Source: (2000) Gazette: A Royal Canadian Mounted Police Publication 62 (5/6): 8-11.
In examining restorative justice in relation to the Royal Canadian Mounted Police, Lenore Richards maintains that formal or retributive justice focuses on the apprehension, conviction, and sentencing of the offender. Yet it does little to make offenders accept responsibility, to rehabilitate them, and to reintegrate offenders into the community upon their release. Furthermore, formal or retributive justice does little to address the needs and rights of victims. Because of all of this, writes Richards, the RCMP endorses restorative justice as a cornerstone of its community policing initiative. To explain the RCMP perspective, Richards first defines key restorative justice ideas, then sketches how the RCMP have used and developed restorative practices from their origins in aboriginal tradition to the present model of the Community Justice Forum.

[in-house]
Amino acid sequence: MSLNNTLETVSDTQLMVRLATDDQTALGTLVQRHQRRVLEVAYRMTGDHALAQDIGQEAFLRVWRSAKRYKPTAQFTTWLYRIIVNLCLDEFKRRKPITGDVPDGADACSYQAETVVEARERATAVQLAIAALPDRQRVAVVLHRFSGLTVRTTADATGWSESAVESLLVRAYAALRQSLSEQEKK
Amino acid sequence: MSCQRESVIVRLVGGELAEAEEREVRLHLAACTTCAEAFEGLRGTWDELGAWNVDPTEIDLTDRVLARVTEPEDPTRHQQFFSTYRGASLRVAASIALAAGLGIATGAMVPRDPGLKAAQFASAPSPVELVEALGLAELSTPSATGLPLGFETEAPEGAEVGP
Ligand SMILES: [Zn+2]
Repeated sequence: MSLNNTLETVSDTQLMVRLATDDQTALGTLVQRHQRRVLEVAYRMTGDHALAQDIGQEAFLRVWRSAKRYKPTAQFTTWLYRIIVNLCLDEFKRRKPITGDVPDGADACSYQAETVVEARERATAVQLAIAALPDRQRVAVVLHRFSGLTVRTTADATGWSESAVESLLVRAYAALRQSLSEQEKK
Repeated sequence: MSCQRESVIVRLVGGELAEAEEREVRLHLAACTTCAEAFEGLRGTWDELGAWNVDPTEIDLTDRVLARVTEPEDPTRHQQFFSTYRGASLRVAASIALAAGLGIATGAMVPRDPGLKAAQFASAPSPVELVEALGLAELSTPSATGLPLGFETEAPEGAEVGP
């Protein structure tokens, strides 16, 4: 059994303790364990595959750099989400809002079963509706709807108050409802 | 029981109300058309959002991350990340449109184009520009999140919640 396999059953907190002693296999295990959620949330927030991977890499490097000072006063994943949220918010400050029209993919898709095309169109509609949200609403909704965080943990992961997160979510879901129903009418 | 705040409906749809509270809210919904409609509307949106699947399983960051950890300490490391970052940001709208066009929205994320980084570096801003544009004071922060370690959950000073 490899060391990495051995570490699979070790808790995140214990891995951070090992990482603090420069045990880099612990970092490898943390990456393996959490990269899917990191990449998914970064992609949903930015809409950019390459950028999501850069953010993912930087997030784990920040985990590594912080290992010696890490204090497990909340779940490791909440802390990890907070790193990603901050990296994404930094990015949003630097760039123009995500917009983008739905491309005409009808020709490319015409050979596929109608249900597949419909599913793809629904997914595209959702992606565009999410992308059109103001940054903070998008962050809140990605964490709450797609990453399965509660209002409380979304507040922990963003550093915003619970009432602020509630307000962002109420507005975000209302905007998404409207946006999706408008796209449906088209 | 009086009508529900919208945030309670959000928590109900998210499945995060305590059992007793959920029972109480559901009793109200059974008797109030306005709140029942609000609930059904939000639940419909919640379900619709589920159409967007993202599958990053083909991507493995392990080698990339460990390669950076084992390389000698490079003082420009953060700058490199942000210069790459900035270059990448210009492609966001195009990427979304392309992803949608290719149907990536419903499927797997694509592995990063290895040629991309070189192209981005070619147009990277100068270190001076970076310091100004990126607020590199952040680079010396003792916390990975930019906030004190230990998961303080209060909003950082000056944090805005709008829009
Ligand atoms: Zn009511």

Your donation helps Prison Fellowship International repair the harm caused by crime by emphasizing accountability, forgiveness, and making amends for prisoners and those affected by their actions. When victims, offenders, and community members meet to decide how to do that, the results are transformational.Donate Now